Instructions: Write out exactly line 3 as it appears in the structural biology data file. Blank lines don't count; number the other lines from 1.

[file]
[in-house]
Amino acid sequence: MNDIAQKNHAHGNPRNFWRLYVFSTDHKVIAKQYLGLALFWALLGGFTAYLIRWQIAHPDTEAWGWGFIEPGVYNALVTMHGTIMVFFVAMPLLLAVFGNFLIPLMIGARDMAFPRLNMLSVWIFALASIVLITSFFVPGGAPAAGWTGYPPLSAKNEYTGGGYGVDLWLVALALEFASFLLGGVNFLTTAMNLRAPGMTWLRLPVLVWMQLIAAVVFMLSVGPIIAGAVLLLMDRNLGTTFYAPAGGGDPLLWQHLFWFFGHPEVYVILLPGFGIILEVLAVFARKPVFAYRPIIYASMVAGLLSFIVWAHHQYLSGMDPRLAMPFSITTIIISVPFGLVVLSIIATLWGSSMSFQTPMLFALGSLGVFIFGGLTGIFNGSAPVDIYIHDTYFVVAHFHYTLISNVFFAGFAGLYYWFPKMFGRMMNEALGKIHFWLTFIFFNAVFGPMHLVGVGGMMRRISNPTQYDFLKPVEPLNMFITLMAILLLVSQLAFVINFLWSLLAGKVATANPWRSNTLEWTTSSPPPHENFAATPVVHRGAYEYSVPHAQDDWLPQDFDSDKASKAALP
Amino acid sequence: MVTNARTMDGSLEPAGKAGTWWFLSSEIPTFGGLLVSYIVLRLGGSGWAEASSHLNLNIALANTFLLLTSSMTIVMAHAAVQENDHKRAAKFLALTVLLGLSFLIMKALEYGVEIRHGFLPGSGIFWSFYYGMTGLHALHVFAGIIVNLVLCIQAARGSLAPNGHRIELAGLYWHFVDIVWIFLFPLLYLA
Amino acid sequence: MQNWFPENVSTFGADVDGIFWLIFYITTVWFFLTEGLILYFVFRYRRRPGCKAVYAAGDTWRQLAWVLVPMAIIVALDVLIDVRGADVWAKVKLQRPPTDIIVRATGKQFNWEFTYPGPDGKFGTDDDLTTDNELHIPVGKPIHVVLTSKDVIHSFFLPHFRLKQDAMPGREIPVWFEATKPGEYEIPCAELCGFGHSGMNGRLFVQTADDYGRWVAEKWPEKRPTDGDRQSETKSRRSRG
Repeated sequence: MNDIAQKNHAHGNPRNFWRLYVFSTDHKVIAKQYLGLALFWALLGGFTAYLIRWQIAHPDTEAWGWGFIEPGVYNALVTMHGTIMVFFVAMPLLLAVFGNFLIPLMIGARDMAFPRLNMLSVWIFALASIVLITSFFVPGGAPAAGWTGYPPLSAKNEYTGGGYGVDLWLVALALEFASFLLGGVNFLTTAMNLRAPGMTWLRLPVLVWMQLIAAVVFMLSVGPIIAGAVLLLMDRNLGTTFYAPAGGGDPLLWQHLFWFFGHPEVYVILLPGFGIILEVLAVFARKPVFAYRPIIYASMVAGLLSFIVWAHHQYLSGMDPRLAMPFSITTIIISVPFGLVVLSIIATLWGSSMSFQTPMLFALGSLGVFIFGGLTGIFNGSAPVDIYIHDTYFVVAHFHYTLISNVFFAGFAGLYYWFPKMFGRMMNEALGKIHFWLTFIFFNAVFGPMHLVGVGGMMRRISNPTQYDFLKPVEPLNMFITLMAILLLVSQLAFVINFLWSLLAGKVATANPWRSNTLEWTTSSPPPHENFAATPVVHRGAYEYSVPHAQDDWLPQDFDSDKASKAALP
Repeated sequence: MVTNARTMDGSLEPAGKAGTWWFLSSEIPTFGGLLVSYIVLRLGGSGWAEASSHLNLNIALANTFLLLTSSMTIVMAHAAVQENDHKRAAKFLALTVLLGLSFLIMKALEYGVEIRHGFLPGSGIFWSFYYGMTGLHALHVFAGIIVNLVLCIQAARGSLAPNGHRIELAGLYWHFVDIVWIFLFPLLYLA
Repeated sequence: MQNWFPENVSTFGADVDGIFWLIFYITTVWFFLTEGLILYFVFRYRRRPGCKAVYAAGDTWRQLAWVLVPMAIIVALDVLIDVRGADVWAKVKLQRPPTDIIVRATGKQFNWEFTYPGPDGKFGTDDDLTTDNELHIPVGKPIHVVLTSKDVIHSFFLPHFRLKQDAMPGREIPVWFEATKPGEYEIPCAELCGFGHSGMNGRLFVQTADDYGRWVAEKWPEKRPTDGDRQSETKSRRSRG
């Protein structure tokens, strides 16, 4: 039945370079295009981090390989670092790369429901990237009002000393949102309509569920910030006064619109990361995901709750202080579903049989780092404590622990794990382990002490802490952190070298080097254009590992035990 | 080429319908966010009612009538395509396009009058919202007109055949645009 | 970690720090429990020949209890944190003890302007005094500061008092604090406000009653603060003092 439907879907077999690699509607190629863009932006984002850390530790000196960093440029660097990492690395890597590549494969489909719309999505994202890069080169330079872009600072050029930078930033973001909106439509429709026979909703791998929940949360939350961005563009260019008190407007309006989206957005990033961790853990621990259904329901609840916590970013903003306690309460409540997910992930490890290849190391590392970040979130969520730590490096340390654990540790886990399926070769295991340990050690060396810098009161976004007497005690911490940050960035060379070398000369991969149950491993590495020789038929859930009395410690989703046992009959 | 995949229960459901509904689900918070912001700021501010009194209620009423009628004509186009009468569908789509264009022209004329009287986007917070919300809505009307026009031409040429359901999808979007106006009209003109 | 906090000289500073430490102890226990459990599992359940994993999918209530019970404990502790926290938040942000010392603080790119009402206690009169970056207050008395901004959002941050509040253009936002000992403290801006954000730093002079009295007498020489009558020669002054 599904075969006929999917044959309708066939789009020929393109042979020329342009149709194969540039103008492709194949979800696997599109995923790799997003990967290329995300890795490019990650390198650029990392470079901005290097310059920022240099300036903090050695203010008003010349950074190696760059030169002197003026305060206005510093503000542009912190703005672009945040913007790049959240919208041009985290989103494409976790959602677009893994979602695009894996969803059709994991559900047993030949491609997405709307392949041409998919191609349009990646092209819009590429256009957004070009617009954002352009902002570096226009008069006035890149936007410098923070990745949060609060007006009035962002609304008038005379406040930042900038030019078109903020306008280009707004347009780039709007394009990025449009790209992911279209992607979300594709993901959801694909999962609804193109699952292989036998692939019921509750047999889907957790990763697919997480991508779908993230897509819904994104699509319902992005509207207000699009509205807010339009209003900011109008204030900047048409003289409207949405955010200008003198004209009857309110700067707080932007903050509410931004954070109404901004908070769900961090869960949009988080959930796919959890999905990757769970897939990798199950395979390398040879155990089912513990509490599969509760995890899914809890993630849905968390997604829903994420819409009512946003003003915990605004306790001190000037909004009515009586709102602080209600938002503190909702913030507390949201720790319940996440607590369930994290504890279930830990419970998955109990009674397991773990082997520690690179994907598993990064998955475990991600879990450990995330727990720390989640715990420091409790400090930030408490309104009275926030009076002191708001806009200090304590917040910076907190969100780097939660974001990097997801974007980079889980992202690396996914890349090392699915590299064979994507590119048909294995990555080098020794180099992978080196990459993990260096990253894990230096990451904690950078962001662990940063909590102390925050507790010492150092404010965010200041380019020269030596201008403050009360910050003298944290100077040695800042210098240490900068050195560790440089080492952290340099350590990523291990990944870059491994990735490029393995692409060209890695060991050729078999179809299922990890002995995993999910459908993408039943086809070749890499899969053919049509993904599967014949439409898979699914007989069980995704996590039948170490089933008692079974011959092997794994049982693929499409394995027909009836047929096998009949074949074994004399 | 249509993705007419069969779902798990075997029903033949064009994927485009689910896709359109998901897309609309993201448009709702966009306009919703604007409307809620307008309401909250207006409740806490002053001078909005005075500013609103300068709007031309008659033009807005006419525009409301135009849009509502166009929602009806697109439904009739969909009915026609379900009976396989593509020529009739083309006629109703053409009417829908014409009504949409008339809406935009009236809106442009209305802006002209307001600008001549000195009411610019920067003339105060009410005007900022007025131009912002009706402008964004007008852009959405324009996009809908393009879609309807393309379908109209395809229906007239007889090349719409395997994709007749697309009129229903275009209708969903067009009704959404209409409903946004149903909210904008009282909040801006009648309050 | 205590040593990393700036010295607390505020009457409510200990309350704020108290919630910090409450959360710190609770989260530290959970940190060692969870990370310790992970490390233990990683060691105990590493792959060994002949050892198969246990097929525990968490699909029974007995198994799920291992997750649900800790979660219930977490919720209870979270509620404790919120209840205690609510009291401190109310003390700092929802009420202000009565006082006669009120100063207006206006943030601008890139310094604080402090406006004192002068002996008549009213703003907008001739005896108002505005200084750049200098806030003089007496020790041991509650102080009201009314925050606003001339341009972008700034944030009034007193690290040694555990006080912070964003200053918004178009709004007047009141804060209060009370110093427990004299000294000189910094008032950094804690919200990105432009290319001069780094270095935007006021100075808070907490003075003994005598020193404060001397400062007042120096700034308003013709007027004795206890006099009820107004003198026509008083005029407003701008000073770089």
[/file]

Amino acid sequence: MVTNARTMDGSLEPAGKAGTWWFLSSEIPTFGGLLVSYIVLRLGGSGWAEASSHLNLNIALANTFLLLTSSMTIVMAHAAVQENDHKRAAKFLALTVLLGLSFLIMKALEYGVEIRHGFLPGSGIFWSFYYGMTGLHALHVFAGIIVNLVLCIQAARGSLAPNGHRIELAGLYWHFVDIVWIFLFPLLYLA